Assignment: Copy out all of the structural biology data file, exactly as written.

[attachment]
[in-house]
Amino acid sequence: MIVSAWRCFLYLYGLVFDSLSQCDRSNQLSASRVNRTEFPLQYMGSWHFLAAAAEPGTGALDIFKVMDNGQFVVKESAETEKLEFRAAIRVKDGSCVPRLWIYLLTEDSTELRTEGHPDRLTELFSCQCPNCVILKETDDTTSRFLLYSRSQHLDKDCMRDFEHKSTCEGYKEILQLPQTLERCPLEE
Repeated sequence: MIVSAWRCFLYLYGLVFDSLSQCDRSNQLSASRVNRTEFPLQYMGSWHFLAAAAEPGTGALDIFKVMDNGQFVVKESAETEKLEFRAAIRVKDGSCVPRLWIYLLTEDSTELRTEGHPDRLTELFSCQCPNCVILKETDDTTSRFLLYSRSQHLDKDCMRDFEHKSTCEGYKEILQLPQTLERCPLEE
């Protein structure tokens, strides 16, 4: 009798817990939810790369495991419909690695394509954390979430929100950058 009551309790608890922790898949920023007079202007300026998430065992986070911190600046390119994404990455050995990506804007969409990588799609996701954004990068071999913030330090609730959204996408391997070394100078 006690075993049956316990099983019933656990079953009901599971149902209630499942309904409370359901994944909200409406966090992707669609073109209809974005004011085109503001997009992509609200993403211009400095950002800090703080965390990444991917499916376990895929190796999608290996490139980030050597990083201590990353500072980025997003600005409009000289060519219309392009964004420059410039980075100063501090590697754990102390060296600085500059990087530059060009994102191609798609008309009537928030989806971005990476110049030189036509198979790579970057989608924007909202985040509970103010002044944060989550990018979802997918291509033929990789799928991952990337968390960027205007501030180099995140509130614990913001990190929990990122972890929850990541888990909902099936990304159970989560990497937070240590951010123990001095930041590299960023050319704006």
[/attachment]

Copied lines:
[in-house]
Amino acid sequence: MIVSAWRCFLYLYGLVFDSLSQCDRSNQLSASRVNRTEFPLQYMGSWHFLAAAAEPGTGALDIFKVMDNGQFVVKESAETEKLEFRAAIRVKDGSCVPRLWIYLLTEDSTELRTEGHPDRLTELFSCQCPNCVILKETDDTTSRFLLYSRSQHLDKDCMRDFEHKSTCEGYKEILQLPQTLERCPLEE
Repeated sequence: MIVSAWRCFLYLYGLVFDSLSQCDRSNQLSASRVNRTEFPLQYMGSWHFLAAAAEPGTGALDIFKVMDNGQFVVKESAETEKLEFRAAIRVKDGSCVPRLWIYLLTEDSTELRTEGHPDRLTELFSCQCPNCVILKETDDTTSRFLLYSRSQHLDKDCMRDFEHKSTCEGYKEILQLPQTLERCPLEE
């Protein structure tokens, strides 16, 4: 009798817990939810790369495991419909690695394509954390979430929100950058 009551309790608890922790898949920023007079202007300026998430065992986070911190600046390119994404990455050995990506804007969409990588799609996701954004990068071999913030330090609730959204996408391997070394100078 006690075993049956316990099983019933656990079953009901599971149902209630499942309904409370359901994944909200409406966090992707669609073109209809974005004011085109503001997009992509609200993403211009400095950002800090703080965390990444991917499916376990895929190796999608290996490139980030050597990083201590990353500072980025997003600005409009000289060519219309392009964004420059410039980075100063501090590697754990102390060296600085500059990087530059060009994102191609798609008309009537928030989806971005990476110049030189036509198979790579970057989608924007909202985040509970103010002044944060989550990018979802997918291509033929990789799928991952990337968390960027205007501030180099995140509130614990913001990190929990990122972890929850990541888990909902099936990304159970989560990497937070240590951010123990001095930041590299960023050319704006």